Penetrating and blunt trauma to the neck: clinical presentation, assessment and emergency management
P. Verdonck , J.-C. de Schoutheete , K. G. Monsieurs , C. Van Laer , V. Vander Poorten , O. Vanderveken
Department of Emergency Medicine, Antwerp University Hospital, Wilrijkstraat 10, 2650 Edegem, Belgium; Department of Surgery, Queen Astrid Military Hospital, Bruynstraat 1, 1120 Brussels, Belgium; Faculty of Medicine and Health Sciences, University of Antwerp, Antwerp, Belgium; Department of Otorhinolaryngology, Head and Neck Surgery, Antwerp University Hospital, Wilrijkstraat 10, 2650 Edegem; Department of Otorhinolaryngology and Head/ Neck Surgery, University Hospital Leuven, KU Leuven, Gasthuisberg, Herestraat 49, 3000 Leuven, Belgium
Airway obstruction; emergency medicine; multiple trauma; interventional radiology; vascular systemic injuries
69 - 85
Penetrating and blunt trauma to the neck: clinical presentation, assessment and emergency management. In Belgium, and even in Western Europe, penetrating and blunt injury to the neck is relatively uncommon in both the civilian and military populations. Pre-hospital and emergency assessment and management will therefore always prove challenging, as individual exposure to this specific type of injury remains low. Historically, the neck has been divided into three anatomical zones with specific landmarks to guide the diagnostic and therapeutic approach to penetrating neck injuries. Most penetrating injuries need to be explored surgically, although with the advent of multi-detector computed tomographic angiography (MDCTA), which yields high diagnostic sensitivity, this inflexible approach has recently changed to a more targeted management, based on clinical, radiographic and, if deemed necessary, endoscopic findings. However, some authors have addressed their concern about this novel, ‘no-zone’approach, since the risk of missing less apparent aerodigestive tract injuries may increase. It is recommended, therefore, that all patients with penetrating neck injuries be closely observed, irrespective of the initial findings. The incidence of blunt neck injury is much lower, and this makes risk assessment and management even more difficult in comparison with penetrating injuries. Again, MDCTA is most often the first diagnostic tool if a blunt neck injury is suspected, due to its good sensitivity for blunt cerebrovascular injuries (BCVI) as well as for aerodigestive tract injuries. Specific patterns of injury and unexpected neurological and neuro-radiological findings in trauma patients should always warrant further investigation. Despite ongoing debate, systemic anticoagulation is recommended for most BCVI, some- times combined with endovascular treatment.Aerodigestive tract injuries may present dramatically, but are often more subtle, making the diagnosis more difficult than other types of neck injuries. Treatment may be conservative if damage is minimal, but surgery is warranted in all other cases.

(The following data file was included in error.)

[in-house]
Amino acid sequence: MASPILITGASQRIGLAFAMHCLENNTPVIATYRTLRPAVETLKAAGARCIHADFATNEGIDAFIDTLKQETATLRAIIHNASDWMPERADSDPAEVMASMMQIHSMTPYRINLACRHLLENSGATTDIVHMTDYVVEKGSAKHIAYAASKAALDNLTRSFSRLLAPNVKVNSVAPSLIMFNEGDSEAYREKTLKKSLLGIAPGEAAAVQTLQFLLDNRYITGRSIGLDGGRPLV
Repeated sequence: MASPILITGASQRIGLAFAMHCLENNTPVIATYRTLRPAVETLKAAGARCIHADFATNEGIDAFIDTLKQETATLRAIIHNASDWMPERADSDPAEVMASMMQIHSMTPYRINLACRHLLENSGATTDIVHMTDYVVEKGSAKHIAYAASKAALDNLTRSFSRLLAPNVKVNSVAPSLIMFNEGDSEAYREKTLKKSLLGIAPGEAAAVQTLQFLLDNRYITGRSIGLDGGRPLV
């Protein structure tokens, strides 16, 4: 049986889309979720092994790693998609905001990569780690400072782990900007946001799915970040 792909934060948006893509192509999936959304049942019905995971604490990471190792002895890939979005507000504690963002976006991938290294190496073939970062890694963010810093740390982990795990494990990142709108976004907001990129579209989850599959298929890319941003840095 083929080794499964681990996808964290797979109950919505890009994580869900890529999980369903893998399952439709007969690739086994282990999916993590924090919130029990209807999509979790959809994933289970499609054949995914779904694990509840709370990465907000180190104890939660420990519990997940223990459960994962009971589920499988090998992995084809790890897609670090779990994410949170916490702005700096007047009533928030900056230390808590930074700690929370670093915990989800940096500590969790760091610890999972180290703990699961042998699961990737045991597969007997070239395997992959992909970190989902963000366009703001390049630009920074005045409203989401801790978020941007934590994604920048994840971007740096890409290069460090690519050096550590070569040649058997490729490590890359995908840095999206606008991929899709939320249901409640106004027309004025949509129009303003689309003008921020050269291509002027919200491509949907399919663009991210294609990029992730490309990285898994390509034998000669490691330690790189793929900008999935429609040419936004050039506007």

Suppl. 26.2, 2016

Penetrating and blunt trauma to the neck: clinical presentation, assessment and emergency management